Configure git to use a specific SSH key for a repository permanently.

You can have git use a specific SSH key per repository.

This is great if you have — or would like to use — different SSH keys for each one of your clients, allowing for limited exposure between them.

The code.

When in the desired repo on your terminal, configure git by specifying the private key to use:

git config core.sshCommand "ssh -i ~/.ssh/id_ed25519_clientX"

In this case, you’re directly configuring git. What is git doing under the hood? It uses an SSH environment variable to execute commands based on your config.

The abstraction is great because:

  • No need to set environment variables on your shell.
  • It is a set-it-and-forget-it style configuration. You do not need to supply the env every time you run a git command.

Elegant!

Dealing with conflicts from ~/.ssh/config

If, like me, you do not use the default identity key expected by your SSH client, you have likely configured SSH to consider another key as a default, as follows:

// ~/.ssh/config
Host *
        IdentityFile ~/.ssh/id_ed25519_personal

Key to note here is when you configure git to use a separate identity file than what is the default one

…it adds or appends to the list of IdentityFiles to try when authenticating.

Your per-repo SSH key may actually come in second, or third — and whatever the actual position — depending on if the SSH agent can find any matches in the config file for the current host being attempted to be connected with.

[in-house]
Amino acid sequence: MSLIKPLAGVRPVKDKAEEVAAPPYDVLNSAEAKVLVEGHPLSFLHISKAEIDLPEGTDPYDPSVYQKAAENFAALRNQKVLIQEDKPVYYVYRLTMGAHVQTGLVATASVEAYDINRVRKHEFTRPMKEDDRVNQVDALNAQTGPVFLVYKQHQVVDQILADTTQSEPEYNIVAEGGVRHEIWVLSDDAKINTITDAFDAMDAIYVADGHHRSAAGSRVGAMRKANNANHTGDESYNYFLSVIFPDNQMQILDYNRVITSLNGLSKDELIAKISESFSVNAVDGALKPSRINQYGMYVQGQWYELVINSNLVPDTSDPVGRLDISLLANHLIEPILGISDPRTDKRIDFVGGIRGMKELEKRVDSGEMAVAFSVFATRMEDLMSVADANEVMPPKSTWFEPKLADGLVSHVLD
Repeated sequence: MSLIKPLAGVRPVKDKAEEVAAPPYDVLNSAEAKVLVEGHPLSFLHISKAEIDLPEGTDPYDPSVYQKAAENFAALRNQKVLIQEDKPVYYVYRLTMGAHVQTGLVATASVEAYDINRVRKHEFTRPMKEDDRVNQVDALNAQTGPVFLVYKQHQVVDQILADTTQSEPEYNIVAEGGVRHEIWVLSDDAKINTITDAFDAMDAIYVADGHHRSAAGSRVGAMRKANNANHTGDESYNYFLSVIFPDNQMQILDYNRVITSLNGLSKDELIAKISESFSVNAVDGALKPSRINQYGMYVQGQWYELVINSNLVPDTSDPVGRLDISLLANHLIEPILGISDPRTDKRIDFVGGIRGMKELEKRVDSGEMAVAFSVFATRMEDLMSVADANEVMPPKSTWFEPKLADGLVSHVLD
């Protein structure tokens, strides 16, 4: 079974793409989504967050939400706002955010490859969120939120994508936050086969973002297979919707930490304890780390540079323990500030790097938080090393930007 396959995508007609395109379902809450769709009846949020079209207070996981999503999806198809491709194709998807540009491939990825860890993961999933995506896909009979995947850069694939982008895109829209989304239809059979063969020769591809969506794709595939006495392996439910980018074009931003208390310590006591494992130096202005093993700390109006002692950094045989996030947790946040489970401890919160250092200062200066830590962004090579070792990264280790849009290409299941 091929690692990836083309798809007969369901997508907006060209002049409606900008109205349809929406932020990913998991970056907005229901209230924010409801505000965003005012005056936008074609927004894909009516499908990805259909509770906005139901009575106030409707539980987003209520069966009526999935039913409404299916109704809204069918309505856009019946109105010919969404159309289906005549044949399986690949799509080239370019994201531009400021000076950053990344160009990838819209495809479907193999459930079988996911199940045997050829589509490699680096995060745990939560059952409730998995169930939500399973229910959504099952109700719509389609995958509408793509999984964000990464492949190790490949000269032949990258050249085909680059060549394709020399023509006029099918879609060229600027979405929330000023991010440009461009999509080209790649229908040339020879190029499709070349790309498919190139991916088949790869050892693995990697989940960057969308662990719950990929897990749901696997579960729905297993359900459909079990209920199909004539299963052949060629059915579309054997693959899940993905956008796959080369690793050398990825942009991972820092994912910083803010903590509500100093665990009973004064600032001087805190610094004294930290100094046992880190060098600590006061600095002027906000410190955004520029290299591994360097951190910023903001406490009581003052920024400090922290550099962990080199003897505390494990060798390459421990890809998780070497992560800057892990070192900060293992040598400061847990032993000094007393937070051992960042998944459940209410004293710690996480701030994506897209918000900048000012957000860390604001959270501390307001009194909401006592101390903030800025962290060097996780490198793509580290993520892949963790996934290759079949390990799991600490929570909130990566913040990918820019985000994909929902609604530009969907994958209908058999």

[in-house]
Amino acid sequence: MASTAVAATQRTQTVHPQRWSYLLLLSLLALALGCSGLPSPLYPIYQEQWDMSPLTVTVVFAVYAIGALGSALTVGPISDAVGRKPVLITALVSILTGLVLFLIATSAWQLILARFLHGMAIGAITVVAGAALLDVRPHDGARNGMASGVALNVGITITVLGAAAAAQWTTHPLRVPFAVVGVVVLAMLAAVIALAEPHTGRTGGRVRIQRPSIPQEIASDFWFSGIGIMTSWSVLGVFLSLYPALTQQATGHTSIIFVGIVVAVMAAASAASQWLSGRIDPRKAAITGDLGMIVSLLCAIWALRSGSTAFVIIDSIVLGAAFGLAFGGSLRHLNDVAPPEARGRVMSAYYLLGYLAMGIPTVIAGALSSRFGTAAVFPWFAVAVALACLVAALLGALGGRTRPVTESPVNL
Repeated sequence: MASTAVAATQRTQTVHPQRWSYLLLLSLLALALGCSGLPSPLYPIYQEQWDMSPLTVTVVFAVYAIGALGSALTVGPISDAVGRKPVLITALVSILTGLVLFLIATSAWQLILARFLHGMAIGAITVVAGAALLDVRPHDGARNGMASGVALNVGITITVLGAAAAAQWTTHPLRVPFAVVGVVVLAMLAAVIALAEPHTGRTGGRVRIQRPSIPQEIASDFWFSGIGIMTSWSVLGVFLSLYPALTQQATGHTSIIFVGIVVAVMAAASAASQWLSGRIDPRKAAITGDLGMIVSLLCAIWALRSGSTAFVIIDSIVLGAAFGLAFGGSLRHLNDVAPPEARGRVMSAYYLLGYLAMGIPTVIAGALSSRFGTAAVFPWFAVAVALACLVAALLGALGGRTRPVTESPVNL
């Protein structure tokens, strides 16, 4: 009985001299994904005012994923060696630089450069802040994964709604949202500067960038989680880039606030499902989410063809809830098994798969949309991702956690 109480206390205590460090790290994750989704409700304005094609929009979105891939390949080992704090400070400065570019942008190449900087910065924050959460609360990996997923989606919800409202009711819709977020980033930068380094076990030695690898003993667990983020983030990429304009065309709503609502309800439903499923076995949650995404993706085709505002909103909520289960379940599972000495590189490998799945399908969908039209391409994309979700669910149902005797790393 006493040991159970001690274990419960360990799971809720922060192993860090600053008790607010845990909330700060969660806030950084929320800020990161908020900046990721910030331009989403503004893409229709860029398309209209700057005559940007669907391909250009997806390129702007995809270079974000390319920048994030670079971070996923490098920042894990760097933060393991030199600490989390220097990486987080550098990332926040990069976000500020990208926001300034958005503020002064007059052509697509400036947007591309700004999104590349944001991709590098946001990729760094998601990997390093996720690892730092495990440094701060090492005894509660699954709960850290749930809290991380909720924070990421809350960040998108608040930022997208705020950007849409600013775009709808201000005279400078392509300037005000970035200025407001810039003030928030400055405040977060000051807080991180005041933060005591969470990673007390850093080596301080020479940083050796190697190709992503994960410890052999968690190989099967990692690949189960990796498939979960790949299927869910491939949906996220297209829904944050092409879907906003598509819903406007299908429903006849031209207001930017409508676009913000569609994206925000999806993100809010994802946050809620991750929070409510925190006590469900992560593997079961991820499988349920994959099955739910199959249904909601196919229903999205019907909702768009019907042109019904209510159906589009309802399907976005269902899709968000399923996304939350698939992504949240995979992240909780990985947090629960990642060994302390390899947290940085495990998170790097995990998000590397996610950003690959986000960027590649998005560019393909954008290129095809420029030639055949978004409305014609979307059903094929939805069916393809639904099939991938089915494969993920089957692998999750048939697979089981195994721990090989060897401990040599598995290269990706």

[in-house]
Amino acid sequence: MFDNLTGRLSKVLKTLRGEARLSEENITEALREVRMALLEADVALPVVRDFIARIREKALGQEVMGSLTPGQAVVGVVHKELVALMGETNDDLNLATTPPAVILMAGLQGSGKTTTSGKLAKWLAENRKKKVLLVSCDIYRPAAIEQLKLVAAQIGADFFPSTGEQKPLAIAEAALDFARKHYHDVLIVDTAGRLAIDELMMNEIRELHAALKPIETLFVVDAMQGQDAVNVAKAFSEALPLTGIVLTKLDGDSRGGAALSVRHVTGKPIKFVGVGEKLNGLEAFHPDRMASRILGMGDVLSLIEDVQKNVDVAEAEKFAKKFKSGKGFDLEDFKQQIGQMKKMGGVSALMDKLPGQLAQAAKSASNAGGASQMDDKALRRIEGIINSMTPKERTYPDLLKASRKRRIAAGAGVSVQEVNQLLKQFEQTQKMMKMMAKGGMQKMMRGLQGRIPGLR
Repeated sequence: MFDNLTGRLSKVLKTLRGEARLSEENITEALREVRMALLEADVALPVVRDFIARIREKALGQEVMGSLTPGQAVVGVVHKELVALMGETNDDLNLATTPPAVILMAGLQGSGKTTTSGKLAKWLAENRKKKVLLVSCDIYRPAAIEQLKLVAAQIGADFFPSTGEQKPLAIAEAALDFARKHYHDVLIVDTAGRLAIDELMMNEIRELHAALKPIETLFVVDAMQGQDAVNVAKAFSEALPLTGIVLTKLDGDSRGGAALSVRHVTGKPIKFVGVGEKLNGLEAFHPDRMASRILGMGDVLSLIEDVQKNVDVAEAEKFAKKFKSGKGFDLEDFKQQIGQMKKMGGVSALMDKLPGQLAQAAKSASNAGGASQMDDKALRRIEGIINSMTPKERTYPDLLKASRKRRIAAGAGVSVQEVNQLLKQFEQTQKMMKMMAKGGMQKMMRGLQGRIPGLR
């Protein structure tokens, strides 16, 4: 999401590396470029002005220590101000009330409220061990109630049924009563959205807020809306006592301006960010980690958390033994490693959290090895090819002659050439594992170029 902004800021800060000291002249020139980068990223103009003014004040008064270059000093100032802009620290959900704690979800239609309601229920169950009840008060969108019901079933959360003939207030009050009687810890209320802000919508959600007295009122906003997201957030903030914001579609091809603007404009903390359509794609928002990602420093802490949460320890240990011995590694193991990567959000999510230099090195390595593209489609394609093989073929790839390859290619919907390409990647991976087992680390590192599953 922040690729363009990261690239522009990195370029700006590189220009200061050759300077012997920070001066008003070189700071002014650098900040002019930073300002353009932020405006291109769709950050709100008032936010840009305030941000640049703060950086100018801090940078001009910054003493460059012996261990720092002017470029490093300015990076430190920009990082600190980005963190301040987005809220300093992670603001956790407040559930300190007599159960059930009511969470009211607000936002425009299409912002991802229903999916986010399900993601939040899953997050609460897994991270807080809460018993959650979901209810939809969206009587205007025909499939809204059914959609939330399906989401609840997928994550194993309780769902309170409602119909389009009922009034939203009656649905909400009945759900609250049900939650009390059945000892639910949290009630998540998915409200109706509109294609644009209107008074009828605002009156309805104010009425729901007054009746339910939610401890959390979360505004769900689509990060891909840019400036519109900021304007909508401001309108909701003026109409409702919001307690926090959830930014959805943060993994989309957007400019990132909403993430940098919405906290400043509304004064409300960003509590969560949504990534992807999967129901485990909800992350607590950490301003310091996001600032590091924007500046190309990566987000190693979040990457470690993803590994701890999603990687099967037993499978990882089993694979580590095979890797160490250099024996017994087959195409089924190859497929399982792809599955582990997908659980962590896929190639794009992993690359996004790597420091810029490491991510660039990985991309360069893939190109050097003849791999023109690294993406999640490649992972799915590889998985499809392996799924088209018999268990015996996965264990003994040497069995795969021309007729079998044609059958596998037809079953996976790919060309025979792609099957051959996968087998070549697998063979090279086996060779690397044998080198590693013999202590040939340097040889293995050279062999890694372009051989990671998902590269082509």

After configuring git, the order of keys to be tried could be, for example:

  • ~/.ssh/id_ed25519_personal
  • ~/.ssh/id_ed25519_clientX

You can see this in action by using the verbose flags: -vvv.

If you’ve got an account on the same service where your personal key is configured, SSH will happily use that key first, call it a day, and you will run into the following error:

Forbidden
Please make sure you have the correct access rights and the repository exists

It’s because your SSH client never attempted the second key (which is what you need)!

To work around this, a solution I’m happy with is passing a config file to the ssh command as follows:

git config core.sshCommand "ssh -F /dev/null -i ~/.ssh/id_ed25519_clientX"

Introduced in git 2.10

Please note this works on git 2.10 + — released in late 2016.

You should be covered, but if you wish to check your currently installed version of git, run:

git --version

You can find the 2.10.0 release notes here.

Quote for convenience:

A new configuration variable core.sshCommand has been added to specify what value for GIT_SSH_COMMAND to use per repository.

Last updated on 11 September 2021. Join the discussion by writing me an email.